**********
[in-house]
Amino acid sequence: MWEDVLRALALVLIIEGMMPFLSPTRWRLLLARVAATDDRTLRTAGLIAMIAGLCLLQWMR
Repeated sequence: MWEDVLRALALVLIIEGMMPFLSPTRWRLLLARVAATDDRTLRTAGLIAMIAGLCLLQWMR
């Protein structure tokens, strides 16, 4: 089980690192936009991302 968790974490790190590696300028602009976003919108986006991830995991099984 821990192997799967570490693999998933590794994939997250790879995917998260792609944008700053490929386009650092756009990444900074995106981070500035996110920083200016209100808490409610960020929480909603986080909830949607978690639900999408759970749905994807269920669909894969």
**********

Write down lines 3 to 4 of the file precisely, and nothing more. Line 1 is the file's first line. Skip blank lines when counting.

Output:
Repeated sequence: MWEDVLRALALVLIIEGMMPFLSPTRWRLLLARVAATDDRTLRTAGLIAMIAGLCLLQWMR
């Protein structure tokens, strides 16, 4: 089980690192936009991302 968790974490790190590696300028602009976003919108986006991830995991099984 821990192997799967570490693999998933590794994939997250790879995917998260792609944008700053490929386009650092756009990444900074995106981070500035996110920083200016209100808490409610960020929480909603986080909830949607978690639900999408759970749905994807269920669909894969």